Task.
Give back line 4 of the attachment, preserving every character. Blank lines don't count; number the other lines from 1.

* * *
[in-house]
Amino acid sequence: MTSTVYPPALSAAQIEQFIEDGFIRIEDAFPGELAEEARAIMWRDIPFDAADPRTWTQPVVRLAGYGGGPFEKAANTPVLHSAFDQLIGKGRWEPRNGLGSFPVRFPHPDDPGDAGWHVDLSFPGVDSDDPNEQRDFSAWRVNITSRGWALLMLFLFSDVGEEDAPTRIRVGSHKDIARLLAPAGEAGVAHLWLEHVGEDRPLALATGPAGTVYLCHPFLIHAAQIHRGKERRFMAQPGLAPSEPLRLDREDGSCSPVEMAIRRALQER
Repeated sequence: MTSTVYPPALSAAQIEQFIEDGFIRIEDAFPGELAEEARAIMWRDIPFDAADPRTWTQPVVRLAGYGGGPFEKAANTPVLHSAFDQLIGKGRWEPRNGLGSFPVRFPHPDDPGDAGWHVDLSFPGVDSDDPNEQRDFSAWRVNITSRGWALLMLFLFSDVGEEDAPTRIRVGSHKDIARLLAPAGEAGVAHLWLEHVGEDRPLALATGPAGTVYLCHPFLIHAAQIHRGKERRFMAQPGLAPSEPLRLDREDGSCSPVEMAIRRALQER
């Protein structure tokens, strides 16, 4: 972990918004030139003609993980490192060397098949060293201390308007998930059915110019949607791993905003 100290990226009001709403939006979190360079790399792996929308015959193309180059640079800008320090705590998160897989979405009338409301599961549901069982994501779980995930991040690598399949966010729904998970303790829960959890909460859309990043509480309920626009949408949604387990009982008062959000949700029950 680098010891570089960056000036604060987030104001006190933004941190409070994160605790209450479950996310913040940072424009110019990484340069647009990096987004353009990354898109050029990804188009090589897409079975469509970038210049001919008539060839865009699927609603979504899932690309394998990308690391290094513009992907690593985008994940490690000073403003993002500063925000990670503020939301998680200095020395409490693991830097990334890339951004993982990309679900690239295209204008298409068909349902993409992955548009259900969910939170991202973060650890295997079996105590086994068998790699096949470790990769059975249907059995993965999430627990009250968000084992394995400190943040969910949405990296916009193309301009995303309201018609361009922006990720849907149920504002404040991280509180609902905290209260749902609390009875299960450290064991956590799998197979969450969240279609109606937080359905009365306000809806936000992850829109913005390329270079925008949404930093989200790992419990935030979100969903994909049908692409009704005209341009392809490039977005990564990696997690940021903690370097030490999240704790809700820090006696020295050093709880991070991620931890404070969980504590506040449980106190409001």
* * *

């Protein structure tokens, strides 16, 4: 972990918004030139003609993980490192060397098949060293201390308007998930059915110019949607791993905003 100290990226009001709403939006979190360079790399792996929308015959193309180059640079800008320090705590998160897989979405009338409301599961549901069982994501779980995930991040690598399949966010729904998970303790829960959890909460859309990043509480309920626009949408949604387990009982008062959000949700029950 680098010891570089960056000036604060987030104001006190933004941190409070994160605790209450479950996310913040940072424009110019990484340069647009990096987004353009990354898109050029990804188009090589897409079975469509970038210049001919008539060839865009699927609603979504899932690309394998990308690391290094513009992907690593985008994940490690000073403003993002500063925000990670503020939301998680200095020395409490693991830097990334890339951004993982990309679900690239295209204008298409068909349902993409992955548009259900969910939170991202973060650890295997079996105590086994068998790699096949470790990769059975249907059995993965999430627990009250968000084992394995400190943040969910949405990296916009193309301009995303309201018609361009922006990720849907149920504002404040991280509180609902905290209260749902609390009875299960450290064991956590799998197979969450969240279609109606937080359905009365306000809806936000992850829109913005390329270079925008949404930093989200790992419990935030979100969903994909049908692409009704005209341009392809490039977005990564990696997690940021903690370097030490999240704790809700820090006696020295050093709880991070991620931890404070969980504590506040449980106190409001």